Trip Start Mar 18, 2010
8Trip End Ongoing
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The drive was long, but not too bad. From Bellevue, I drove over Lake Washington on the I-90 bridge so I could have one last look at the beautiful city I have come to call home over the last 8 years. It was a gorgeous day. I could see Mt Baker to the north, Rainier to the south, the Olympics in front of me, and the Cascades behind me. As I looked out beyond Safeco and Qwest Field, across the Port of Seattle and over to West Seattle, I realized (but not for the first time) how fortunate i have been to live among such uniquely beautiful surroundings.
From Seattle, it was about three hours to Portland where I picked up Dan at Portland State University. We had connected to Craigslist Rideshare and I agreed to give him a ride to Medford for $20. It came to pretty much a straight split for the gas I used while he was in the car.
We stopped at a great little park for a few minutes to let Wallie out and take care of his business. There were several signs with the little picture of a dog walking with his owner. Clearly, dogs were allowed at that park, so I threw the tennis ball around for him for a few minutes. No more than three minutes later, another guy came walking up to me with his dog. "You know," he said, "I don't get why people are so uptight about letting dogs run around in this park." He then dropped the leash and Max and Wallie chased each other around for a good 15 minutes. Everybody wins!
I realized, just after getting out of Seattle, that I had left my spare wheel in the garage. I had meant to bring it with me and get a new tire for it while I was on the road so I had to stop anyway, but nobody seemed to carry the wheel until finally I found a place in Eugene that had everything I needed. The wheel was an extra $60 expense I wasn't counting on, but as Dan pointed out, it's still cheaper than a tow truck.
Back on the road for another hour or so, and I dropped Dan in Medford. Wallie then quickly reclaimed shotgun, and we made our way to California. As we approached Mt. Shasta, I realized how valuable a real camera would be. The iPhone is great, and the resolution is pretty impressive for closeups, but it just cannot do a mountain justice. I think I'll have to see if my buddy Craig knows anybody with a good camera they don't want anymore. By the way, any reference to Craig or CL or even "the list" - it all means Craigslist. Craigslist has been such an amazing resource for me already and I plan on depending on it for many things for the duration of my trip. I've already started an entry on Craig which I will continue to update and post before long.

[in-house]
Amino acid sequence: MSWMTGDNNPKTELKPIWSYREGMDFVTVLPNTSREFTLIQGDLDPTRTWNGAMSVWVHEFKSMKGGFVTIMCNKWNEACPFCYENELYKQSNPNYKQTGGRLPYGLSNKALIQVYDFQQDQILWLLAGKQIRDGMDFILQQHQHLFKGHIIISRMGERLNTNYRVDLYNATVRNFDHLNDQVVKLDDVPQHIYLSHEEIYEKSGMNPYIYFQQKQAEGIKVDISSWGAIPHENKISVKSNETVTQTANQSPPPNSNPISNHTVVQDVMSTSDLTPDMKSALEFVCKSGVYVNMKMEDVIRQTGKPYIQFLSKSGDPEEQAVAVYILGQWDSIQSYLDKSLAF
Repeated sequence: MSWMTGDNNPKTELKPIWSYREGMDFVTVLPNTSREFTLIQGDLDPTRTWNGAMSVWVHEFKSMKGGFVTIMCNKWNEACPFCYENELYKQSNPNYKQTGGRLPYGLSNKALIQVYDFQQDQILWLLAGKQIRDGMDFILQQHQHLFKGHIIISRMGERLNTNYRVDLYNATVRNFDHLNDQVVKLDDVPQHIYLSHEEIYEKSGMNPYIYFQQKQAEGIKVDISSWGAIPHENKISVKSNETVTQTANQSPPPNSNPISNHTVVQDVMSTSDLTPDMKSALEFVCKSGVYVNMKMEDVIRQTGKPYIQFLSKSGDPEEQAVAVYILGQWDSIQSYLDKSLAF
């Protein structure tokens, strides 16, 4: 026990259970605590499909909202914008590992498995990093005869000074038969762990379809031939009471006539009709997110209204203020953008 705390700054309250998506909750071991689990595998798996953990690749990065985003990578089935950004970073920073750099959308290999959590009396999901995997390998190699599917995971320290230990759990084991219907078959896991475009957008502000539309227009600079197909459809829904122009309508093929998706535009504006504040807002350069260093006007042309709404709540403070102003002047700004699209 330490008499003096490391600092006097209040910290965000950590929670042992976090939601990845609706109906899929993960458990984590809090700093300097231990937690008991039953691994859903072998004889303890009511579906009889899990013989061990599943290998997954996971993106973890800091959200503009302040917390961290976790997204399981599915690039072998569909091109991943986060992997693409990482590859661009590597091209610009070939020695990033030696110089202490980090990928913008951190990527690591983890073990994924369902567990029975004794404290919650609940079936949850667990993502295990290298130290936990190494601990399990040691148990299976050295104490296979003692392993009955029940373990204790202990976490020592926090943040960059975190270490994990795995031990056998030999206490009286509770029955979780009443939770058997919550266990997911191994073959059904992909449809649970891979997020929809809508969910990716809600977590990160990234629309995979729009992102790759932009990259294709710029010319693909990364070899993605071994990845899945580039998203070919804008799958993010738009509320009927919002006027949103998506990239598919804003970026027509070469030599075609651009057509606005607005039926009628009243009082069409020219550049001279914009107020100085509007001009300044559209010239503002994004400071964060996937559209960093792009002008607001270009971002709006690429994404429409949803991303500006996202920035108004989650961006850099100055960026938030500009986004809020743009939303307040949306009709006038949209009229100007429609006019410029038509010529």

It finally started to get dark with about three hours to go before Sacramento. This was just as well because, from what I could tell, there wasn't a whole lot to see anyway. Just before midnight I made it to Tony's house. We sat around for about an hour, just bs'ing about all the guys from the frat and who's doing what. Then we went to his favorite Mexican drive-through: At Alburto's. There's a Taco Bell right next to it, and if I wasn't with a local, I probably would have gone with what's familiar. Luckily, that was not the case. Alburto's was quite an experience for fast food. First of all, the menu does you no favors. No pictures, not even a description of what's inside anything. I looked at the menu for a second, paused and looked at Tony and, with no shame for cliches, asked, "What's good here?"
"Get the California," he said
"What's in it?"
"I don't know."
Great…well, whatever. I'm here for adventure. So we ordered, although I'm not sure that was clear to the guy who was taking our order because the guy at the window seemed real confused when we pulled up. So some other lady came over and answered all of our seemingly stupid questions about what was in everything we had ordered. We changed our entire order, but ended up with some amazing authentic Mexican fast food.
Zach and Wallie